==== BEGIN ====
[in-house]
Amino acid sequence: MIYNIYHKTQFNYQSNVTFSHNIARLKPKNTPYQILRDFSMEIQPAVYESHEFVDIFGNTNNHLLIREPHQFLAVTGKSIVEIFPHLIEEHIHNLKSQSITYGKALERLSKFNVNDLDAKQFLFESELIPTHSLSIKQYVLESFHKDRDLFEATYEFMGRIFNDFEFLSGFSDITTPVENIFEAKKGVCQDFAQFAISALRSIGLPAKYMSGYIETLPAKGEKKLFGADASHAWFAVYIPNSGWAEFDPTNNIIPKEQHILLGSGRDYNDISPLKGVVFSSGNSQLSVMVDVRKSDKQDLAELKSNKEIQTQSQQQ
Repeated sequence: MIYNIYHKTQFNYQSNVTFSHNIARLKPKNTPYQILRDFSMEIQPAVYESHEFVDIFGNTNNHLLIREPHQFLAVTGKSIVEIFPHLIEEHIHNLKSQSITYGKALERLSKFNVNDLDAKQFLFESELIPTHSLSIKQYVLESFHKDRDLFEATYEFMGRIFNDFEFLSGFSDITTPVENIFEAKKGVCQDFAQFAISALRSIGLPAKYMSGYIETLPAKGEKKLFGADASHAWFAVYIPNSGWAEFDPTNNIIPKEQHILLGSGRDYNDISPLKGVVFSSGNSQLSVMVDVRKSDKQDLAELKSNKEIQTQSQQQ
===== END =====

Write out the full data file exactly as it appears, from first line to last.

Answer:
[in-house]
Amino acid sequence: MIYNIYHKTQFNYQSNVTFSHNIARLKPKNTPYQILRDFSMEIQPAVYESHEFVDIFGNTNNHLLIREPHQFLAVTGKSIVEIFPHLIEEHIHNLKSQSITYGKALERLSKFNVNDLDAKQFLFESELIPTHSLSIKQYVLESFHKDRDLFEATYEFMGRIFNDFEFLSGFSDITTPVENIFEAKKGVCQDFAQFAISALRSIGLPAKYMSGYIETLPAKGEKKLFGADASHAWFAVYIPNSGWAEFDPTNNIIPKEQHILLGSGRDYNDISPLKGVVFSSGNSQLSVMVDVRKSDKQDLAELKSNKEIQTQSQQQ
Repeated sequence: MIYNIYHKTQFNYQSNVTFSHNIARLKPKNTPYQILRDFSMEIQPAVYESHEFVDIFGNTNNHLLIREPHQFLAVTGKSIVEIFPHLIEEHIHNLKSQSITYGKALERLSKFNVNDLDAKQFLFESELIPTHSLSIKQYVLESFHKDRDLFEATYEFMGRIFNDFEFLSGFSDITTPVENIFEAKKGVCQDFAQFAISALRSIGLPAKYMSGYIETLPAKGEKKLFGADASHAWFAVYIPNSGWAEFDPTNNIIPKEQHILLGSGRDYNDISPLKGVVFSSGNSQLSVMVDVRKSDKQDLAELKSNKEIQTQSQQQ